This week our shop floor had a much needed revamp.It's shiny, clean and looks fab.
Featured image by Monika Traikov, taken from www.for-example.org
This week I celebrated the birthday of a good friend. Someone I met through bake-a-boo and was always my go-to person for both DIY jobs I needed in the shop and giggles on a rainy day.
He became my brother on Mill Lane.
….When he took his own life.
I’ll never forget the day I found out, and I’ll never forget how experiencing this has changed many of my pathways in life and has influenced many of my decisions. I’m no stranger to suicide and this was the 3rd person I know to leave the world this way.
What has remained in my head ever since that fateful day has always been the question of why? not only why did he do this? but also, why did I not see this coming? It wasn’t just me – no one saw this coming. Not at all. I visited his grave with his brother on his birthday and it pulled on every heart string within me to hear his mother say “people fight with everything they have to stay alive, that’s why I will never understand this” and she is right… and she is angry, and she will never get over this.
If there’s one key lesson that I have learnt through this experience it is that everyone is fighting their own battle, and that battle is often one you know nothing about.
But the statistics are frightening and suicide and according to the Samaritans, suicide remains the leading cause of death for men between 20 and 34 in England and Wales. It’s highest in men because men are afraid to talk and there is so much stigma attached to depression and mental illness. I could talk about this subject for days – it’s one I am passionate about making a change to and one that has personally touched my life, but I came across this short film by London based film maker Mollie Mills and it resonated with me so much, and in my opinion is brilliantly narrated with raw words that echo the fundamental issue that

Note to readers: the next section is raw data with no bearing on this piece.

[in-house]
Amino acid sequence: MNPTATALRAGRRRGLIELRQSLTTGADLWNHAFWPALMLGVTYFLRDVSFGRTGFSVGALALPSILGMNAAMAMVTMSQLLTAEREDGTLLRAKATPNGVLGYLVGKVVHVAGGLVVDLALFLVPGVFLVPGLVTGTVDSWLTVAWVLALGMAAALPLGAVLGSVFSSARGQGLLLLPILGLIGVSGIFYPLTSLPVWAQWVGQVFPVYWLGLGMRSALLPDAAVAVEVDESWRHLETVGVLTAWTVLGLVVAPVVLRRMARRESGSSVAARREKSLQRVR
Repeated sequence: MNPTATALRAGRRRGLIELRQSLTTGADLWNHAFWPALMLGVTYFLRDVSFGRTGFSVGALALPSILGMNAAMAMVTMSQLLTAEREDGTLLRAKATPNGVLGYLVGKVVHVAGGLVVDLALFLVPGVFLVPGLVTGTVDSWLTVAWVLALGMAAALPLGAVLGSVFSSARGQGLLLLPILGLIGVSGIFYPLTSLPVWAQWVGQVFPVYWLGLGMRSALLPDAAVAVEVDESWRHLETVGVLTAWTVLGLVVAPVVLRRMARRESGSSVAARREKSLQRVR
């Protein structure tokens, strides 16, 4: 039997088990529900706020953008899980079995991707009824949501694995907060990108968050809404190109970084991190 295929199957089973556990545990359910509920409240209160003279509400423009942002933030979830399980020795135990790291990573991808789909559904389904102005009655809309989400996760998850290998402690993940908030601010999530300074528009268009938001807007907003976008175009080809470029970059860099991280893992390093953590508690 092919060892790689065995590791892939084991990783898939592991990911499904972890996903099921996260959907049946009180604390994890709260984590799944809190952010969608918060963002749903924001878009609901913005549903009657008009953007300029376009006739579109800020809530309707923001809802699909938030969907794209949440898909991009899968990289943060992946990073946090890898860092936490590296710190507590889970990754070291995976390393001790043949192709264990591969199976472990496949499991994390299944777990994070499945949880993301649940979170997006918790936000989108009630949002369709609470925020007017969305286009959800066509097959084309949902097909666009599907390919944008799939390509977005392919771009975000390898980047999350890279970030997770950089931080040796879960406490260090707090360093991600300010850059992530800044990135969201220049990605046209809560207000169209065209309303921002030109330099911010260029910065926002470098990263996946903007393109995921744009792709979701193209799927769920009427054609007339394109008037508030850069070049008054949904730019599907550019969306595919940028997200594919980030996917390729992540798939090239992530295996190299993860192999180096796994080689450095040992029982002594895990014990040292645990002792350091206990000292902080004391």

“men should be men, but in reality what is a man? What do you need as a man, to be the best possible version of yourself not just in society but for yourself – to feel good about yourself. Men are walking around with all these emotions and society is telling them not to talk about it and they just come out in really destructive ways.” And this applies to so many other issues other than suicide.
In my opinion the key message in this film is that “it is OK not to be OK”
and we need to be OK with that, as humans.
Losing my friend has made me a better person and a more self aware person but it could have had the opposite impact, and part of me feels bad for finding some kind of positive in his death. I wanted to share this film just to provoke the thought in you that it did in me. As a student nurse mental health issues will become a part of daily life for me and I also currently volunteer at a residential care home for men, where many of them have mental health issues and all have issues with alcoholism. I’ve seen the damage our own minds can do to us first hand and I’ve seen how much some of these ‘men’ need to be their own stigmatised definition of ‘men’ and how destructive that can be to their lives and also their deaths.
It’s ok not to be ok. There is happy, angry and strong, but let’s remember how much there is in between. Let’s talk, and let’s get these figures down, together, men and women, without judgement or avoidance, as human beings.